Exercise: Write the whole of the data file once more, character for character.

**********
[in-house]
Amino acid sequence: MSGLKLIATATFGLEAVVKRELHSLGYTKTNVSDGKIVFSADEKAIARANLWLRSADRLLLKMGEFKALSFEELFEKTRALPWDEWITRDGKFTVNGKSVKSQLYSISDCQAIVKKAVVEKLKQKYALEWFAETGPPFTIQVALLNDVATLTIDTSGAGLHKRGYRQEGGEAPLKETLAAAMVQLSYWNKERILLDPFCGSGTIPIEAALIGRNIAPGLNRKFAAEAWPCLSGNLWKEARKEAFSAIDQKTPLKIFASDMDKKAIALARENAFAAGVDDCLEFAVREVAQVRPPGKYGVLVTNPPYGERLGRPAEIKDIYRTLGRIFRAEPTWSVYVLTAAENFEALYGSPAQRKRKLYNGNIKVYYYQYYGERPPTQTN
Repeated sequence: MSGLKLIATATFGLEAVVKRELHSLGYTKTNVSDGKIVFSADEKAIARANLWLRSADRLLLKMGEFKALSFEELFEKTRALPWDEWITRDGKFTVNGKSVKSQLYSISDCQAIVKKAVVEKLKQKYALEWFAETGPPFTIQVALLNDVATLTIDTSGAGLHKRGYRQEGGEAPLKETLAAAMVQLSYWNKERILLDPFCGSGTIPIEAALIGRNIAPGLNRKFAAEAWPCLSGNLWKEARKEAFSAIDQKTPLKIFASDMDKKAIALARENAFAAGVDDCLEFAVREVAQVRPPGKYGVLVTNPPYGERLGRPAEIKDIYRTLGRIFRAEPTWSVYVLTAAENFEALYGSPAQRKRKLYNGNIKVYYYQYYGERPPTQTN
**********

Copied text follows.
[in-house]
Amino acid sequence: MSGLKLIATATFGLEAVVKRELHSLGYTKTNVSDGKIVFSADEKAIARANLWLRSADRLLLKMGEFKALSFEELFEKTRALPWDEWITRDGKFTVNGKSVKSQLYSISDCQAIVKKAVVEKLKQKYALEWFAETGPPFTIQVALLNDVATLTIDTSGAGLHKRGYRQEGGEAPLKETLAAAMVQLSYWNKERILLDPFCGSGTIPIEAALIGRNIAPGLNRKFAAEAWPCLSGNLWKEARKEAFSAIDQKTPLKIFASDMDKKAIALARENAFAAGVDDCLEFAVREVAQVRPPGKYGVLVTNPPYGERLGRPAEIKDIYRTLGRIFRAEPTWSVYVLTAAENFEALYGSPAQRKRKLYNGNIKVYYYQYYGERPPTQTN
Repeated sequence: MSGLKLIATATFGLEAVVKRELHSLGYTKTNVSDGKIVFSADEKAIARANLWLRSADRLLLKMGEFKALSFEELFEKTRALPWDEWITRDGKFTVNGKSVKSQLYSISDCQAIVKKAVVEKLKQKYALEWFAETGPPFTIQVALLNDVATLTIDTSGAGLHKRGYRQEGGEAPLKETLAAAMVQLSYWNKERILLDPFCGSGTIPIEAALIGRNIAPGLNRKFAAEAWPCLSGNLWKEARKEAFSAIDQKTPLKIFASDMDKKAIALARENAFAAGVDDCLEFAVREVAQVRPPGKYGVLVTNPPYGERLGRPAEIKDIYRTLGRIFRAEPTWSVYVLTAAENFEALYGSPAQRKRKLYNGNIKVYYYQYYGERPPTQTN